New Missouri law bans ‘sexually explicit’ books from schools


Students may see fewer book options when returning to class this week, but only if those books contained sexually explicit images.

A law banning books with explicit or sexually inappropriate images in Missouri schools went into effect Sunday. Senate Bill 775 prohibits teachers from providing “explicit sexual materials” to students.

Under this law, any educator, in public or private K-12 Missouri schools, who “provides, assigns, supplies, distributes, loans, or coerces acceptance of or the approval of the providing of explicit sexual material” will be charged with a Class A misdemeanor punishable by a fine up to $2,000 or a year in prison.

It’s part of an omnibus bill on sex crimes and crimes against minors that includes the Sexual Assault Survivors Bill of Rights. The addition of the “Offense of Providing Explicit Sexual Material to a Student: section was introduced by State Sen. Rick Brattin (R-Greenwood).

This law only applies to pictures and images, written descriptions are not affected. Because of this, graphic novels and comic books are likely to be the most impacted genre. “Explicit sexual material” is defined as a visual depiction showing genitals or sexual intercourse, among other things. The full definition can be found in the bill text.

There is an exception for art, science materials and sexual education classes.

While any person can raise a concern under this law, it can only be enforced by a local prosecutor.

Michelle Baumstark, spokesperson for Columbia Public Schools, said this is more of a clarification than a law change. Baumstark said the definition of explicit sexual material mirrors a rule that’s been on Missouri books for 50 years, Chapter 573.

“This really isn’t a new law, but rather a clarification of an already existing law that Columbia Public Schools already follows,” Baumstark said. “Overall, RSMO 573.550 does not apply to library materials or other works used in the District’s curriculum. We do not have such materials in our collections. Works of art and scientific materials being the exception under the law.”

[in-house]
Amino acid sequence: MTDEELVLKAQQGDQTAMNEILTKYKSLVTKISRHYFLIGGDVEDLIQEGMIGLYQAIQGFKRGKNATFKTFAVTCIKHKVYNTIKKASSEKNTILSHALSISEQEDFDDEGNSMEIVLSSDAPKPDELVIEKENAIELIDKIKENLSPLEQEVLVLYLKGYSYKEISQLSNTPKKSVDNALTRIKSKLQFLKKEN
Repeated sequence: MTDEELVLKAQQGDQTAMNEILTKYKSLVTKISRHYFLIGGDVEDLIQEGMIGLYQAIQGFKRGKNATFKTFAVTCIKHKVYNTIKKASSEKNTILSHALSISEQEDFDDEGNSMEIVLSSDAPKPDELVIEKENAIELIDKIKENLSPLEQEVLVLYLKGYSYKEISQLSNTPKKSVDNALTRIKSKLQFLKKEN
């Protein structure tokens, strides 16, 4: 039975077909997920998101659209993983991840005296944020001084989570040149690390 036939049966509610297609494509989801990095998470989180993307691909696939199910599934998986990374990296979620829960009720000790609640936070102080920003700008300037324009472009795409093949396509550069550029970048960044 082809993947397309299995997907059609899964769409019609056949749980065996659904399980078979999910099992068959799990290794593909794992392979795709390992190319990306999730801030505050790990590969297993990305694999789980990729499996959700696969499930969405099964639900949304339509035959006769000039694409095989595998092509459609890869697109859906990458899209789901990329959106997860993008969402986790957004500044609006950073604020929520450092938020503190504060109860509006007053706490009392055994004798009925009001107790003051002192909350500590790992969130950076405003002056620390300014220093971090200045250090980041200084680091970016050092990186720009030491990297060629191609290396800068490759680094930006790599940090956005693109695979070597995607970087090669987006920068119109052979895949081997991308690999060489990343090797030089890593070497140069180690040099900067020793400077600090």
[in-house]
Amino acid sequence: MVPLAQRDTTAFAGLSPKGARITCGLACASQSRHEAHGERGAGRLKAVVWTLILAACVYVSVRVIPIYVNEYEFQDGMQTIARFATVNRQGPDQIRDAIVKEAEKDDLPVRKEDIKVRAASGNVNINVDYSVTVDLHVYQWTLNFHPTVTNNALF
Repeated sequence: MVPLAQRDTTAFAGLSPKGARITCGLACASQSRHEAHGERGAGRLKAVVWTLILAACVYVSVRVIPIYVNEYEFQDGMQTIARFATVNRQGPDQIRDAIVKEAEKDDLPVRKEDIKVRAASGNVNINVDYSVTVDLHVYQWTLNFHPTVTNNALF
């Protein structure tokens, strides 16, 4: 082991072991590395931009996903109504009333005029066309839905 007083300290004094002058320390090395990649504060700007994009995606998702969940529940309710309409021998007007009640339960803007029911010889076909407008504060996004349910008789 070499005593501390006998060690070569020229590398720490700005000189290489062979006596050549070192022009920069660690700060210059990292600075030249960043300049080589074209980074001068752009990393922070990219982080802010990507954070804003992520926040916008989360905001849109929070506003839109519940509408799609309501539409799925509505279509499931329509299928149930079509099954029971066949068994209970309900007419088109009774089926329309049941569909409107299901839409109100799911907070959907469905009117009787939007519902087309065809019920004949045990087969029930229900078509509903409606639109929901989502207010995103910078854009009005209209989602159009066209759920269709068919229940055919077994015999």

Todd Fuller with the Missouri Teachers Association said only a few members have reached out to him so far for clarification on the law. Fuller advises schools to make a plan for reviewing material that involves administration so librarians are not taking on the full responsibility.

“That’s our biggest concern is that no librarian, which is a member of ours, feels like they are placed on an island to make a decision about a book and whether it should be in the library or not,” Fuller said.

Missouri Association of School Librarians outlined some options for any librarians who are challenged about a book. The association’s Intellectual Freedom Committee offers to draft a letter to school districts or boards of education; the executive council of the association is also offering to draft a letter in support of a member who is challenged on a book.

The American Library Association’s Office for Intellectual Freedom offers to assist with book challenges.

“The Missouri Association of School Librarians (MASL) is committed to protecting the Freedom to Read, the American Library Association’s (ALA) Library Bill of Rights, and the essential tenets of intellectual freedom,” MASL says in a written statement.

“MASL stands with all school librarians. We understand the immense impact of facing a challenge and will support our librarians to preserve intellectual freedom,” said the statement.

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